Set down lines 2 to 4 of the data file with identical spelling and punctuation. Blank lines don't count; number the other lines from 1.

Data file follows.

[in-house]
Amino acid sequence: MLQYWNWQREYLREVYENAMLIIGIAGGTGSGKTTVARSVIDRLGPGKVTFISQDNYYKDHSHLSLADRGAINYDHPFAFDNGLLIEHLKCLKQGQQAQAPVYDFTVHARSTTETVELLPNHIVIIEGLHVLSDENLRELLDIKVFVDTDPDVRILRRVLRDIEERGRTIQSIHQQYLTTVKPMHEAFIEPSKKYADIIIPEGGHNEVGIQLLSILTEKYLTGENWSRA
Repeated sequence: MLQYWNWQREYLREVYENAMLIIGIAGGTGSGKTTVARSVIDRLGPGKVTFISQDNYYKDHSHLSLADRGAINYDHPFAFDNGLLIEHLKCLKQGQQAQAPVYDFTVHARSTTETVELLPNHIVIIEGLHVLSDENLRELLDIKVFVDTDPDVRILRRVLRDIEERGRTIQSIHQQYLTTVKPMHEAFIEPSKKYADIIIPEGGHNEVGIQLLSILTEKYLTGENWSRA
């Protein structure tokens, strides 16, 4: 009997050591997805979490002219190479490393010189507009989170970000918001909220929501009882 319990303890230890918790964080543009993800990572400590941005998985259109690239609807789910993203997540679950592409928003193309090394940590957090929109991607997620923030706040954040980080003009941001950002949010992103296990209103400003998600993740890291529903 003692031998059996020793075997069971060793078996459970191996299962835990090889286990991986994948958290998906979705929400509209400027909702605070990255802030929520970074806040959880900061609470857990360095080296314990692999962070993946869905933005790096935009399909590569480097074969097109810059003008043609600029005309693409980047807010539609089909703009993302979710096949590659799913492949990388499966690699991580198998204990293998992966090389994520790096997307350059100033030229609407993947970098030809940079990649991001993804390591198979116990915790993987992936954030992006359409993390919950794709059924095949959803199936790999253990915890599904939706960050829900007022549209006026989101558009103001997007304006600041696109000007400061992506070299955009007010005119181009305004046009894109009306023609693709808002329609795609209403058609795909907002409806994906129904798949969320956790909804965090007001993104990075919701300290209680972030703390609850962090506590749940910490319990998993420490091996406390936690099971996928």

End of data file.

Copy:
Amino acid sequence: MLQYWNWQREYLREVYENAMLIIGIAGGTGSGKTTVARSVIDRLGPGKVTFISQDNYYKDHSHLSLADRGAINYDHPFAFDNGLLIEHLKCLKQGQQAQAPVYDFTVHARSTTETVELLPNHIVIIEGLHVLSDENLRELLDIKVFVDTDPDVRILRRVLRDIEERGRTIQSIHQQYLTTVKPMHEAFIEPSKKYADIIIPEGGHNEVGIQLLSILTEKYLTGENWSRA
Repeated sequence: MLQYWNWQREYLREVYENAMLIIGIAGGTGSGKTTVARSVIDRLGPGKVTFISQDNYYKDHSHLSLADRGAINYDHPFAFDNGLLIEHLKCLKQGQQAQAPVYDFTVHARSTTETVELLPNHIVIIEGLHVLSDENLRELLDIKVFVDTDPDVRILRRVLRDIEERGRTIQSIHQQYLTTVKPMHEAFIEPSKKYADIIIPEGGHNEVGIQLLSILTEKYLTGENWSRA
């Protein structure tokens, strides 16, 4: 009997050591997805979490002219190479490393010189507009989170970000918001909220929501009882 319990303890230890918790964080543009993800990572400590941005998985259109690239609807789910993203997540679950592409928003193309090394940590957090929109991607997620923030706040954040980080003009941001950002949010992103296990209103400003998600993740890291529903 003692031998059996020793075997069971060793078996459970191996299962835990090889286990991986994948958290998906979705929400509209400027909702605070990255802030929520970074806040959880900061609470857990360095080296314990692999962070993946869905933005790096935009399909590569480097074969097109810059003008043609600029005309693409980047807010539609089909703009993302979710096949590659799913492949990388499966690699991580198998204990293998992966090389994520790096997307350059100033030229609407993947970098030809940079990649991001993804390591198979116990915790993987992936954030992006359409993390919950794709059924095949959803199936790999253990915890599904939706960050829900007022549209006026989101558009103001997007304006600041696109000007400061992506070299955009007010005119181009305004046009894109009306023609693709808002329609795609209403058609795909907002409806994906129904798949969320956790909804965090007001993104990075919701300290209680972030703390609850962090506590749940910490319990998993420490091996406390936690099971996928």